There was no smoke this night. The sky was clear, its indigo cloak illuminated by a dazzling, perfectly round moon. The elders were gathered in the communal tent, smoking their pipes and recounting stories from the past when Gabriel entered.
The room fell silent.
He worried everyone already knew what he was about to say and, worse, had prejudged him. He shook off his momentary desire to make for the door and stood firmly before them.
Hairan addressed his tribesmen in the authoritative tone his rank demanded. “Abyan has something to say to us. Listen carefully. His is a warning. Warnings are never to be taken lightly.”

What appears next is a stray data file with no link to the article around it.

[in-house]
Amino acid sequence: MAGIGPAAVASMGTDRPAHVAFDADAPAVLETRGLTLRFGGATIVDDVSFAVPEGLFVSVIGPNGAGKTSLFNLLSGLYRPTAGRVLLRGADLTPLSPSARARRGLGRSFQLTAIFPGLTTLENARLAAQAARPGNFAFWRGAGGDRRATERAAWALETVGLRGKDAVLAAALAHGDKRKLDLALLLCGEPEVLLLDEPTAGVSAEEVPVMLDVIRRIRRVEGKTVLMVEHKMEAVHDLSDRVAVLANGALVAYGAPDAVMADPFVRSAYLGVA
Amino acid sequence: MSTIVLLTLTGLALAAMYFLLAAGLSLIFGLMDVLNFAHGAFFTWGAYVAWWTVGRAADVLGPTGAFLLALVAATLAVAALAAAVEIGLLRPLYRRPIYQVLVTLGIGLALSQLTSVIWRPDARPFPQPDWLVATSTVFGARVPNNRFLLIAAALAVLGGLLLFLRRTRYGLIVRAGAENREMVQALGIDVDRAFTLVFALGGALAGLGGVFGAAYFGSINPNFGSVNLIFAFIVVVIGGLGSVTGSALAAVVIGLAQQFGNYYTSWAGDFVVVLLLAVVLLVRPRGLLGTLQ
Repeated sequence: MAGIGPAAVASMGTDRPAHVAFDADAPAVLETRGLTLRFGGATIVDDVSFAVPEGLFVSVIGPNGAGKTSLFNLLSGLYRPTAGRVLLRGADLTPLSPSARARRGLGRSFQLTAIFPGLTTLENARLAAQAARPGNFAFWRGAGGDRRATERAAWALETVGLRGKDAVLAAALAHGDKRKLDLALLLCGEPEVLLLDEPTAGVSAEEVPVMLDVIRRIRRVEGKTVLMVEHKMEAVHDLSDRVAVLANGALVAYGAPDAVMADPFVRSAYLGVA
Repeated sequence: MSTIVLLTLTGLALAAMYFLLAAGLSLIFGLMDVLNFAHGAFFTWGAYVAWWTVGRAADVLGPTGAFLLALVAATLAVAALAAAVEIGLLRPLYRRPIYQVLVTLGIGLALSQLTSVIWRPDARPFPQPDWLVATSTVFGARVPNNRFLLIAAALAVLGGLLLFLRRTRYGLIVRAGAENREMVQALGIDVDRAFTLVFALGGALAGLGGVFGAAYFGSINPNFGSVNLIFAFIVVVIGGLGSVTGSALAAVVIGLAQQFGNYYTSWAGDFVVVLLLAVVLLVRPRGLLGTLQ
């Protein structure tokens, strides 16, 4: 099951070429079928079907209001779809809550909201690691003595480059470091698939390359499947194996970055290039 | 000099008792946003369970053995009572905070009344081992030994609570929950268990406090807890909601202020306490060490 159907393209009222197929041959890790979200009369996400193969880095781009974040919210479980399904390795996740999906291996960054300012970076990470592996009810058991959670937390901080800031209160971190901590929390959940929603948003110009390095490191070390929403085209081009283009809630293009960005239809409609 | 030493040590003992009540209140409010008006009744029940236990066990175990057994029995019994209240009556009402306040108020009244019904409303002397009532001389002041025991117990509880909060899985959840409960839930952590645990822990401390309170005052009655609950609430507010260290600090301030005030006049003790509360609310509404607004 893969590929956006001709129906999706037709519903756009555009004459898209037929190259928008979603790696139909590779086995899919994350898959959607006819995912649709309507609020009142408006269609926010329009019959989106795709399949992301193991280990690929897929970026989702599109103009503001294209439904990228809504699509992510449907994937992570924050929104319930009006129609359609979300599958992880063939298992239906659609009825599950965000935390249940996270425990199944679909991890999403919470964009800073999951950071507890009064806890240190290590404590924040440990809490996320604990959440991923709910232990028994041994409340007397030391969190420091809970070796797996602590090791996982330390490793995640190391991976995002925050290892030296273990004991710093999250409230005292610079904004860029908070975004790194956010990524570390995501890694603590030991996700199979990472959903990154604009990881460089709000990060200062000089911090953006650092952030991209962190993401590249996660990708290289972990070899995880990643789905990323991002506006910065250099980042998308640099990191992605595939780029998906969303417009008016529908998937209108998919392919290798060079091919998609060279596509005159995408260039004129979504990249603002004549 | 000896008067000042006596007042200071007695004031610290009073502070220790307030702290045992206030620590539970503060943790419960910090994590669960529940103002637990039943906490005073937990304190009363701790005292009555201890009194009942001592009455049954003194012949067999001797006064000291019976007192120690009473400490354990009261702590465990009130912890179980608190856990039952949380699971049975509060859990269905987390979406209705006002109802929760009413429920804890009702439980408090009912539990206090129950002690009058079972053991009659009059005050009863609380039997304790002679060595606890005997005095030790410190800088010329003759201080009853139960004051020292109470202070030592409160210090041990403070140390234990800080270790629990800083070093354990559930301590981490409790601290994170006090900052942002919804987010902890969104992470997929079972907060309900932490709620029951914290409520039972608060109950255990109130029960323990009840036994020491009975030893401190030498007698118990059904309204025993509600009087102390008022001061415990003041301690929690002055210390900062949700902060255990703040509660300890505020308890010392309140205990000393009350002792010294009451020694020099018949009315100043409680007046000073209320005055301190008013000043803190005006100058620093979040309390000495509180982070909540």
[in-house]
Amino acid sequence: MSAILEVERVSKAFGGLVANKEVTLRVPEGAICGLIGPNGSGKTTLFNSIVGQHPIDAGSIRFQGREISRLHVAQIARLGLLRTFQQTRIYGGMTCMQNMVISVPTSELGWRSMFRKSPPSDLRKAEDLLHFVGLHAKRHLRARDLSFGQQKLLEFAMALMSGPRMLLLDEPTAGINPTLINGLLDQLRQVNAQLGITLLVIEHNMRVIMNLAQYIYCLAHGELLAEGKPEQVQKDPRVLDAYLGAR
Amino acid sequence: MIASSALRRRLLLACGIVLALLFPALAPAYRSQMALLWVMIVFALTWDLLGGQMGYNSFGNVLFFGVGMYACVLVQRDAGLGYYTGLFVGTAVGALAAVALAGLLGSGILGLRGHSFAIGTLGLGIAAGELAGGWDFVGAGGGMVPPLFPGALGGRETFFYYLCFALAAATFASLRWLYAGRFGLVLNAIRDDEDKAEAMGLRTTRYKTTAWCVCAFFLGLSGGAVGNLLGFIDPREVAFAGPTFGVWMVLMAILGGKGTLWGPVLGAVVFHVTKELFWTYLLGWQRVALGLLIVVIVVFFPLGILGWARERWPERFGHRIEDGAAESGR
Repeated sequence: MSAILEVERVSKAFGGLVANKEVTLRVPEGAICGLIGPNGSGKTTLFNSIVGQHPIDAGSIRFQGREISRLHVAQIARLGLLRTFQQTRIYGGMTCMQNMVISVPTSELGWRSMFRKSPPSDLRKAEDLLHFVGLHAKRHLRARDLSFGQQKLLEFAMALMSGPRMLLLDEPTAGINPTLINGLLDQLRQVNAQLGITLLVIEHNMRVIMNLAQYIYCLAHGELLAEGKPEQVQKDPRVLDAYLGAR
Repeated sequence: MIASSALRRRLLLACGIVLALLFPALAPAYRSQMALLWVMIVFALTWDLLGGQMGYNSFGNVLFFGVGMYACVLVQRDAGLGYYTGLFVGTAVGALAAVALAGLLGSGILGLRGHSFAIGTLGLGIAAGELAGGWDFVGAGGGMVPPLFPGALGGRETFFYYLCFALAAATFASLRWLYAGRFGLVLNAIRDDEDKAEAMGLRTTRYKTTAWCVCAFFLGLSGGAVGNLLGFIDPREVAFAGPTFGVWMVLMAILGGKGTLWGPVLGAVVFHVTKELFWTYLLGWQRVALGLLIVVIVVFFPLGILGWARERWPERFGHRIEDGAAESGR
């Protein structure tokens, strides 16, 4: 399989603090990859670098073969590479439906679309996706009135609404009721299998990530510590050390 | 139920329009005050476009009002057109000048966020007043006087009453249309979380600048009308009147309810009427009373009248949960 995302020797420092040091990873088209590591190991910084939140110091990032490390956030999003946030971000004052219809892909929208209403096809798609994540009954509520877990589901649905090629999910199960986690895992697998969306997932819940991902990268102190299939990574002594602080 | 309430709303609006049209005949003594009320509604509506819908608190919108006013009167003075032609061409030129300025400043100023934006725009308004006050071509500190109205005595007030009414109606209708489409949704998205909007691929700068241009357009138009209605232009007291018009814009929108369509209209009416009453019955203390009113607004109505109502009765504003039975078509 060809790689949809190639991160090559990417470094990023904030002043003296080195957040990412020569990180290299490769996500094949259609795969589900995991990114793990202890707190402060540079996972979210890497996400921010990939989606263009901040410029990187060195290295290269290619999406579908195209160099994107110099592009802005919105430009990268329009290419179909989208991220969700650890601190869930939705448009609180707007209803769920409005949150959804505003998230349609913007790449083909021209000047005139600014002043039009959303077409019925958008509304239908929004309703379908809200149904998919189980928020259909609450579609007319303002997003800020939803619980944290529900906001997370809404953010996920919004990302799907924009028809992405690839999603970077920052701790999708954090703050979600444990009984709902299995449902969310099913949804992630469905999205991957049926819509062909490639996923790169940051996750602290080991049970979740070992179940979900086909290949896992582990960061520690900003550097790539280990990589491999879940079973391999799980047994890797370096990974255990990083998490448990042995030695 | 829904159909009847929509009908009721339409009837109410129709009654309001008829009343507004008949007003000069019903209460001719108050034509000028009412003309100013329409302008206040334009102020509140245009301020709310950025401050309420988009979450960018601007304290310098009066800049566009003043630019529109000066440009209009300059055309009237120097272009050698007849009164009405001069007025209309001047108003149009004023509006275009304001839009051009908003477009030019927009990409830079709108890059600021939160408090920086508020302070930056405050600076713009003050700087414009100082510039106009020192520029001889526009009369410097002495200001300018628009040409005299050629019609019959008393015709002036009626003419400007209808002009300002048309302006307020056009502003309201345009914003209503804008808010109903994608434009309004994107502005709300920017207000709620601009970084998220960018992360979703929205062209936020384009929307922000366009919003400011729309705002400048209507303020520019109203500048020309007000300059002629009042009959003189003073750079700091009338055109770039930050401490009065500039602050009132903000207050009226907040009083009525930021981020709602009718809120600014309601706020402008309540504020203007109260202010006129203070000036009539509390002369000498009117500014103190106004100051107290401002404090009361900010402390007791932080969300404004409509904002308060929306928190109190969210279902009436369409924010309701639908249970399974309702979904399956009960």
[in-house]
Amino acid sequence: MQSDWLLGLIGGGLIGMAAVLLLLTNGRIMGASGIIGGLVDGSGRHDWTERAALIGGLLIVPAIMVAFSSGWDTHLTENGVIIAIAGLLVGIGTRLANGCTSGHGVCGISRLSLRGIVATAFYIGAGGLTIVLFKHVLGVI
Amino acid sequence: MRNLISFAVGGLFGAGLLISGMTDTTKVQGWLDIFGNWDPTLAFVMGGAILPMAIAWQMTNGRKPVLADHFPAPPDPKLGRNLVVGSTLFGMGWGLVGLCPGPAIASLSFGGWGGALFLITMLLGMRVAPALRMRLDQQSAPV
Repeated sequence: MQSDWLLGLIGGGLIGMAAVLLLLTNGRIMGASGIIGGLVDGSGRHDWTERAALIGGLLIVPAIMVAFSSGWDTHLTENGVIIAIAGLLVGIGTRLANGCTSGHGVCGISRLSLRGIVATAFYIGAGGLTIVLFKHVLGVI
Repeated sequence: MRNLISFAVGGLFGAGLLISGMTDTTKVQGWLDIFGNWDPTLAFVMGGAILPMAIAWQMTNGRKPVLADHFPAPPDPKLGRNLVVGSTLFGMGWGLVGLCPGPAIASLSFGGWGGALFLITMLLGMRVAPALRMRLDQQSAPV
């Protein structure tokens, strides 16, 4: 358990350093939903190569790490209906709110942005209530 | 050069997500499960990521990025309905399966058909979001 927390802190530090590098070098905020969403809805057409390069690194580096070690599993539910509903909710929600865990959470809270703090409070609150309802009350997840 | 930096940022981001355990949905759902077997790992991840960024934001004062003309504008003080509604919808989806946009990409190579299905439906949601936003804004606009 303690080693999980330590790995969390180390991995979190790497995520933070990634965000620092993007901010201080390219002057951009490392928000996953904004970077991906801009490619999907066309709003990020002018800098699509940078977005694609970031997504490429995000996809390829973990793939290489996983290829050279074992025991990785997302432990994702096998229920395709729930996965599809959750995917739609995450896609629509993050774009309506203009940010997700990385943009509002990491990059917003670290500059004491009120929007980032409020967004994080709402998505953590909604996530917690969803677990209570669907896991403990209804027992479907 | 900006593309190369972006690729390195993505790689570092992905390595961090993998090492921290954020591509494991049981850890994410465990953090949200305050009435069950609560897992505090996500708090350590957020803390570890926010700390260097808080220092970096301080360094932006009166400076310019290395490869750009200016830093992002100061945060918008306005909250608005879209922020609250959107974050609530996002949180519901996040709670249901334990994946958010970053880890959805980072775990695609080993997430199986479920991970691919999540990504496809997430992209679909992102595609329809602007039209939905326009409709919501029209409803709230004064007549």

Gabriel spoke in a combination of Bedouin dialect and hand gestures. “Brothers, friends. I am but a stranger to these lands and bow to your wisdom. I claim no authority over this council, but I humbly ask you to heed what I am about to say. I have cause to suspect a great wall of sand is heading in our direction as soon as midday tomorrow. The people must prepare for this now.”
“You realize this is a grave matter. Why should we believe you?” one elder asked.
“Have you seen a vision?” asked another.
“No, no visions. Just fact. The desert is too hot. Even the animals feel it.” Gabriel struggled to disguise his frustration. “It will rise up and revolt to bring itself back to a balanced state.”
“Tomorrow we ride for the oasis,” said one of Hairan’s top lieutenants. “If we take cover as you are suggesting, we will miss our turn in the fertile lands. This would be devastating for our people and for the animals.”